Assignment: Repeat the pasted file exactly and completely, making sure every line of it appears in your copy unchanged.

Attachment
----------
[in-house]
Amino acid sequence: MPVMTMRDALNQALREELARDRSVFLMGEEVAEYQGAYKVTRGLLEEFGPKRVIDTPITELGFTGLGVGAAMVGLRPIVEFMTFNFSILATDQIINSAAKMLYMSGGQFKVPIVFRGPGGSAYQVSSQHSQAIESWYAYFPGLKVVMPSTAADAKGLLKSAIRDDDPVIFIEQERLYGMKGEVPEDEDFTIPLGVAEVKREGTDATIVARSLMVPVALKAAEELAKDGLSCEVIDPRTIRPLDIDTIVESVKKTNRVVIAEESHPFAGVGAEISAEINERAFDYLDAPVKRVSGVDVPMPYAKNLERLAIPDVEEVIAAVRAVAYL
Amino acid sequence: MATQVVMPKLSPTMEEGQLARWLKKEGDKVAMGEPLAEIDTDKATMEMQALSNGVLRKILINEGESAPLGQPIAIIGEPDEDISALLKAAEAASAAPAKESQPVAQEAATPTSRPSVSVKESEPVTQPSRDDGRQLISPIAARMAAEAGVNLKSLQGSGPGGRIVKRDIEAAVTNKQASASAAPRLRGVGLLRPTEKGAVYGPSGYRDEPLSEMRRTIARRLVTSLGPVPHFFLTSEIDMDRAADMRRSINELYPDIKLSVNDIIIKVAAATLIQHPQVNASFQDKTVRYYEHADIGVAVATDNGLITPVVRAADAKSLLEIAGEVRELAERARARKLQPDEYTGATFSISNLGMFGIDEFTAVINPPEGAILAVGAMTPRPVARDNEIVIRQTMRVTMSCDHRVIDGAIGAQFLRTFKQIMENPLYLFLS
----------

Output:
[in-house]
Amino acid sequence: MPVMTMRDALNQALREELARDRSVFLMGEEVAEYQGAYKVTRGLLEEFGPKRVIDTPITELGFTGLGVGAAMVGLRPIVEFMTFNFSILATDQIINSAAKMLYMSGGQFKVPIVFRGPGGSAYQVSSQHSQAIESWYAYFPGLKVVMPSTAADAKGLLKSAIRDDDPVIFIEQERLYGMKGEVPEDEDFTIPLGVAEVKREGTDATIVARSLMVPVALKAAEELAKDGLSCEVIDPRTIRPLDIDTIVESVKKTNRVVIAEESHPFAGVGAEISAEINERAFDYLDAPVKRVSGVDVPMPYAKNLERLAIPDVEEVIAAVRAVAYL
Amino acid sequence: MATQVVMPKLSPTMEEGQLARWLKKEGDKVAMGEPLAEIDTDKATMEMQALSNGVLRKILINEGESAPLGQPIAIIGEPDEDISALLKAAEAASAAPAKESQPVAQEAATPTSRPSVSVKESEPVTQPSRDDGRQLISPIAARMAAEAGVNLKSLQGSGPGGRIVKRDIEAAVTNKQASASAAPRLRGVGLLRPTEKGAVYGPSGYRDEPLSEMRRTIARRLVTSLGPVPHFFLTSEIDMDRAADMRRSINELYPDIKLSVNDIIIKVAAATLIQHPQVNASFQDKTVRYYEHADIGVAVATDNGLITPVVRAADAKSLLEIAGEVRELAERARARKLQPDEYTGATFSISNLGMFGIDEFTAVINPPEGAILAVGAMTPRPVARDNEIVIRQTMRVTMSCDHRVIDGAIGAQFLRTFKQIMENPLYLFLS